Tuesday, July 28, 2015

The Boreal Plateau

We had a weekend available, and our good friend "Hikin' Bill" needed to be reintroduced to backpacking after many years, so we planned a short trip to an area that had great interest to us in the southern Sierra. The Boreal Plateau is an isolated sky island at the south end of Sequoia National Park surrounded by lower elevation meadows (Big Whitney, Little Whitney, Tunnel, Siberian Outpost) to the south and east, the remarkable Kern Trench to the west, and Rock Creek to the north. Sitting in the middle of the plateau is Funston Lake. From everything we had heard, this was a must-see destination.


Day 1 - Horseshoe Meadow Trailhead to Rocky Basin Lakes (15 miles)



Horseshoe Meadow trail
Being the crazy hikers we are, the decision was made to visit the plateau by the roundabout route through Rocky Basin Lakes. These lakes sit on the south edge of the plateau several hundred feet below. An early start from the trailhead had us cruising through Horseshoe Meadow and up to Cottonwood Pass in the cool morning air. The giant gnarled Foxtail Pines mixed in with Lodgepoles are always a treat when you hike in this area. From the top of Cottonwood Pass we detoured a short distance to pick up water at Chicken Spring Lake.  In this severe drought year we weren't taking any chance on the entirety of Big Whitney Meadows being dry and it was still a long way to Rocky Basin Lakes.

Foxtail Pine cones

Chicken Spring Lake
Next up was the long descent to Big Whitney Meadow, from 11,130 feet to below 9,800 feet elevation.  The "Big" in Big Whitney is no exaggeration as this meadow stretches on for over a mile. The drought has taken its toll on this meadow.


Big Whitney Meadow
At the west end of the meadow we began a gentle ascent toward Rocky Basin Lakes, working over several ridges until the final hard climb up to the lowest lake. The lack of snowpack has punished many of the backcountry lakes evident by the large "bathtub" rings around the edges.  The smallest lakes in this basin were nothing but dirt.

One of the Rocky Basin Lakes
Fifteen miles and lots of up and down seemed like enough when we reached the shore of the farthest west lake, so we made camp for the evening.  This staged us right at the edge of the climb for the Boreal Plateau the next morning.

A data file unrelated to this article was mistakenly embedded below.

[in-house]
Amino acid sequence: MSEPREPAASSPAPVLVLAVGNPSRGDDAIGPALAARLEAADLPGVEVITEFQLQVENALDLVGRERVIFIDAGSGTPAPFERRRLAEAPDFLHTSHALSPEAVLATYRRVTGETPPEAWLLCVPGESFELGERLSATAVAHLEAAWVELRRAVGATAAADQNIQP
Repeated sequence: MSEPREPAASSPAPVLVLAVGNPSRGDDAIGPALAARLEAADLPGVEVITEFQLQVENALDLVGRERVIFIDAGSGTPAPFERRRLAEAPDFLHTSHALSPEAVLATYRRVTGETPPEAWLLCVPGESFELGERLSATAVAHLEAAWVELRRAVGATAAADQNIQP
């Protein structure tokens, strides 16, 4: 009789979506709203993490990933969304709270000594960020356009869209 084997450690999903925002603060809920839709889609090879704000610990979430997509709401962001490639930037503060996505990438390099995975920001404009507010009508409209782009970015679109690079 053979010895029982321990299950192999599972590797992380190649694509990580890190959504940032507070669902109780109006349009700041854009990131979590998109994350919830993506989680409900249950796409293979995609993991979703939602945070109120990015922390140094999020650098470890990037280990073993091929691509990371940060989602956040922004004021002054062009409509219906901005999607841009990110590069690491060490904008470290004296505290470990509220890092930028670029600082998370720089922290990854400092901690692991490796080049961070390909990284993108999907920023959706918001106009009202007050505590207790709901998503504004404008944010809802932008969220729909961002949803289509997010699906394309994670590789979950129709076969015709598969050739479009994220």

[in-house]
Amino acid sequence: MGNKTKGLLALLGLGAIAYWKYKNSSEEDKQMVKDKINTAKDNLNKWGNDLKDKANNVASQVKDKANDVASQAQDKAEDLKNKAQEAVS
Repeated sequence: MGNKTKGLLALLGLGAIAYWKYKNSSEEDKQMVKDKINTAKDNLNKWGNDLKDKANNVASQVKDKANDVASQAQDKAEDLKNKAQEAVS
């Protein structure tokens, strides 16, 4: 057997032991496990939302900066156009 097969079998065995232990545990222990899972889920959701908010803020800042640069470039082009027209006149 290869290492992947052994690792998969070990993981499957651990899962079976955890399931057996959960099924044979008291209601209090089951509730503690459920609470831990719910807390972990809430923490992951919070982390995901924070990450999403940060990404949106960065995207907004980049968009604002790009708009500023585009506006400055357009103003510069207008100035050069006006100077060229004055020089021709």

Camp
Bird Lists for day 1:

Horseshoe Meadow
Cottonwood Pass
Chicken Spring Lake
Stokes Springer Creek
Big Whitney Meadow Rocky Basin Lakes

Day 2 - Rocky Basin Lakes to Cottonwood Lakes Basin (14 miles)


When you only have a weekend for a long trip into the backcountry, there will always be disappointment in not being to explore an area more, and this day was no exception. The Boreal Plateau is amazing and a longer future visit is certainly in order.  We started the day by cross country climbing the ridge dividing the Rocky Lakes Basin from Johnson Lake, then turning north to finish the ascent to the plateau.  The entire world view opened up then with views extending for miles and miles in all directions. To the south, Kern and Olancha Peaks stood out. In the west, the Kern Trench gouged its way through the mountains and beyond was the immensity of the Great Western Divide. To the east, the Sierra Crest including Mount Langley and Mount Whitney.  And in the north stood the magnificent Kaweah group with Mount Kaweah dominating front and center. It was one of the most impressive Sierra views to be had anywhere. Unfortunately, even photos can't do justice to these amazing vistas.  A short traverse across the plateau brought us to the overlook to Funston Lake - another place to spend more time in the future.